(Bloomberg) -- China Investment Corp., the nation’s $1.2 trillion sovereign wealth fund, has lost two more directors, adding to a string of senior departures in recent years.
Sun Bo, who was head of the dynamic asset allocation team, resigned last month, people with knowledge of the matter said. Qian Shichun, a risk management team leader for private investments, also quit recently to seek other career opportunities, the people said, asking not to be identified discussing personnel changes.
The latest exits add to an exodus that already includes more than 20 team leaders and managing directors in the past few years, prompting the fund to set up a leadership group for high-level recruitment in 2020 to replenish its talent pool. The government-owned institution is seeking to keep hold of talent as it competes with private asset managers that can pay employees more.
CIC reiterated its stance that personnel change is a “normal phenomenon for enterprises,” and that the fund is committed to building a “first-class team.” Sun and Qian didn’t immediately reply to requests for comment.
The leadership group hired managers last year including Yu Bin from Neuberger Berman as a managing director at the public equities department, and Wang Cuishan from Pacific Eagle Holdings Corp. as a director in the real estate department, Bloomberg previously reported.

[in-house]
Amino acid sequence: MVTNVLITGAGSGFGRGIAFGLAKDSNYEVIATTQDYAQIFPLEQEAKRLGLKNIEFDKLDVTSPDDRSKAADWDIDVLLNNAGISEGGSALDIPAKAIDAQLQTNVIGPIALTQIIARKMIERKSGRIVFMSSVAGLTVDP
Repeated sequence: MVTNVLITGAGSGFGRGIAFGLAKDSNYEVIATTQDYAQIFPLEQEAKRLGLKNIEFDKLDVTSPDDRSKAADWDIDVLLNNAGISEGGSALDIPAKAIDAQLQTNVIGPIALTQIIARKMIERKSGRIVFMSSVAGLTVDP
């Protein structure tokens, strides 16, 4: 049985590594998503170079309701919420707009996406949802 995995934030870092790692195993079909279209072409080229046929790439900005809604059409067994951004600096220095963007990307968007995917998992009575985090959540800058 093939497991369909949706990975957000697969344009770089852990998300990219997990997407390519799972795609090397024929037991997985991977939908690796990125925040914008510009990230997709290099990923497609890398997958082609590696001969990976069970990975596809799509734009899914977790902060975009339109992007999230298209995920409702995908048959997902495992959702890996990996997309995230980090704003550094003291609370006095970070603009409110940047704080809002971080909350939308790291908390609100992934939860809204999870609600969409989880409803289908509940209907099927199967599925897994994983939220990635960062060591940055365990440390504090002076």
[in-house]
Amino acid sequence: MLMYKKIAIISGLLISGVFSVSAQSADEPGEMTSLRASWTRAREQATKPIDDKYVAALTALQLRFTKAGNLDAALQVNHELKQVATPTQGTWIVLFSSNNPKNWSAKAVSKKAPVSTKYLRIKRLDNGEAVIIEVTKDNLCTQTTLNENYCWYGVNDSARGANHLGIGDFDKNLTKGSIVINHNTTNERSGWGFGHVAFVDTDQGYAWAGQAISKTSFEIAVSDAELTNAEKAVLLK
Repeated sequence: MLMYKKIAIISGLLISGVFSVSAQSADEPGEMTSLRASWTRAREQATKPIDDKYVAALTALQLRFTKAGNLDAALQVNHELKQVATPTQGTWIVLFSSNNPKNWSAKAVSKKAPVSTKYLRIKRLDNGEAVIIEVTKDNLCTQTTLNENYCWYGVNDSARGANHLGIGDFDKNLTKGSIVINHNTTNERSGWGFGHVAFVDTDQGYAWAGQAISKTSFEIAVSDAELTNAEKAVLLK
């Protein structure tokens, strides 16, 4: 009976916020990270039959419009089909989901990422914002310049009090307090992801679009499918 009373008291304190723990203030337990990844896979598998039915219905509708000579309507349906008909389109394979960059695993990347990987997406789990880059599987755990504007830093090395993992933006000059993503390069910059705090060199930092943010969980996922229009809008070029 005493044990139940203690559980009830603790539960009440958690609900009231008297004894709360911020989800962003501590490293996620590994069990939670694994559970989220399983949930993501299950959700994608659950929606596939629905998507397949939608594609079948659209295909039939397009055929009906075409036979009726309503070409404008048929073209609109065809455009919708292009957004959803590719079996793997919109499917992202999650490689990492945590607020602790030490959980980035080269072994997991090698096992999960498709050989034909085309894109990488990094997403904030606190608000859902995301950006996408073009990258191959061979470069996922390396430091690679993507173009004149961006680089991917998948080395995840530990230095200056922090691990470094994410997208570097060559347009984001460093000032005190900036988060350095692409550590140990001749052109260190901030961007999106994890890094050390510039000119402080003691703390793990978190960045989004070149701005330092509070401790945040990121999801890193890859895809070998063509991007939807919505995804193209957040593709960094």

As head of the dynamic asset allocation team, Sun was in charge of adjusting public market holdings in the fund’s overseas portfolio of about $300 billion in line with macroeconomic and market changes.
Sun worked at CIC for more than 10 years and previously oversaw allocations of private investments such as private equity and real estate, also in the asset management department, the people said. He took over his latest role from Tang Hujun, who left last year.
CIC has in the past two years reshuffled its asset allocation department and revamped investment committees, seeking to bolster its ability to navigate volatile markets. The world’s second-biggest wealth fund is also seeking to lift direct and alternative investments to 50% of its overseas holdings by the end of this year to improve long-term returns.
The company posted a 14.1% gain on its overseas investments in 2020, when it stuck to its position as a long-term investor despite market gyrations, Executive Vice President Zhao Haiying said last year. The fund has yet to release its 2021 annual report.
CIC’s appeal as an employer has been eroded by shrinking opportunities, sliding compensation competitiveness and rising restrictions, current and former managers told Bloomberg in 2020. At least seven senior managers left since last year, including three executives from its asset allocation department and four team leaders.
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